What did I not learn? I did not learn that shooting someone in the face simply turns their face black with gunpowder. Nor did I learn to think in racist terms. And enjoying the antics of an anthropomorphized rabbit who is said by some to be a "cross-dresser" did not interfere with puberty or my sexual orientation.

Like many others, I miss the "golden years" of animated shorts.

 

 

Killer robots? Not a joke, and I'm not laughing.

Breaking from my trend of reviewing a book I've just read, I have to get on my soapbox and ask, "Are these people crazy?" A "fully autonomous weapon" is one that can be used to kill a human being without human input.  The May 26, 2014 issue of TIME Magazine, page 9, informs us that over the past few years, "the U.S., the U.K. and South Korea have developed drones with technology that could be repurposed to create machines with the ability to open fire without human input."

Are you kidding me?  Has no one seen the Terminator movies?  Ever heard of Skynet?  This is insane.

The TIME article goes on to say that opposition groups have been pushing for "a ban on further developing or deploying the technology ..."  Proponents have pushed back, saying a ban would be premature, and in time the technology could be advanced enough to reduce collateral damage.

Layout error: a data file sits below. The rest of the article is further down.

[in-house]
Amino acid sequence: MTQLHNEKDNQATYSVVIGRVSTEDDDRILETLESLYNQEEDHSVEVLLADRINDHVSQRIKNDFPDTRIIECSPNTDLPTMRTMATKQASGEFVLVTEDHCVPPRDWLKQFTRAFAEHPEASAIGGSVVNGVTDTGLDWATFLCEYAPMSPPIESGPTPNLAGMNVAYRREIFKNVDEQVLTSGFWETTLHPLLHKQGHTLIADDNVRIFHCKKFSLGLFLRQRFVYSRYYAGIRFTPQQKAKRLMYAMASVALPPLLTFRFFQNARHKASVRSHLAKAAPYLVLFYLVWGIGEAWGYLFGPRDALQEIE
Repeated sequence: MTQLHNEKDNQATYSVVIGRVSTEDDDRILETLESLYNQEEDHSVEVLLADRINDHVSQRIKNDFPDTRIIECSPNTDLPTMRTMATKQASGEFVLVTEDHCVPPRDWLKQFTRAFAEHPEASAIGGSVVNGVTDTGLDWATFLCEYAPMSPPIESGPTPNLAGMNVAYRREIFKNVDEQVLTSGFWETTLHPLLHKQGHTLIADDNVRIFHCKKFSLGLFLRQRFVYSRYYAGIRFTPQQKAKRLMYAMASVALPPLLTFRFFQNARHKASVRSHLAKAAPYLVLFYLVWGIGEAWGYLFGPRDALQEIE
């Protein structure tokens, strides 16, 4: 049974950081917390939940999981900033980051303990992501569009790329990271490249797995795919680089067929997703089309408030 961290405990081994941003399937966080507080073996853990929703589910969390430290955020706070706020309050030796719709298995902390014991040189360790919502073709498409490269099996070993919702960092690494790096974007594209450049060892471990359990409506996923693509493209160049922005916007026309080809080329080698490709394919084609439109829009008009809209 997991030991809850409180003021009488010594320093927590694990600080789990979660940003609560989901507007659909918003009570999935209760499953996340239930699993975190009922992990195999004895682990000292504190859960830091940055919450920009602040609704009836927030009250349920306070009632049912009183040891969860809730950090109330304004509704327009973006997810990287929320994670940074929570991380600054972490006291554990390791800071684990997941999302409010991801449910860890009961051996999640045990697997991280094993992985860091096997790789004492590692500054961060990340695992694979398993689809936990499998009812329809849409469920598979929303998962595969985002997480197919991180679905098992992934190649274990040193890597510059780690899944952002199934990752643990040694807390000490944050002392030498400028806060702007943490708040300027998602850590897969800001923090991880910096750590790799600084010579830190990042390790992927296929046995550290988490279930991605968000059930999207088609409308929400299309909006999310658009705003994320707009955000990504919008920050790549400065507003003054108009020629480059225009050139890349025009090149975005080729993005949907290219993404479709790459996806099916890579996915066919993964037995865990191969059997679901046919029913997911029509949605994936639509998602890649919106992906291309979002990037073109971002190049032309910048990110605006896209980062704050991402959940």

Collateral damage?  Is that the only thing we should worry about?  Of course not.  How about the fact that by distancing ourselves from actually pulling the trigger -- or pushing the button -- we make it even easier to kill without compunction.  "I didn't kill those people," an officer might say.  "The drone did it."  Or what if we make drones more and more intelligent, so they can autonomously do our dirty work, only to lose control over them?

Opponents of this technology are hoping the U.N. will issue a ban, but that could take years to materialize.  When a ban on blinding lasers was proposed to the U.N. in 1987, it took eight more years before the ban was issued and three more years before it went into effect.

I worry that the pace of technology development for military purposes may far exceed the pace at which governments can come together to agree on how to use or not use new technology.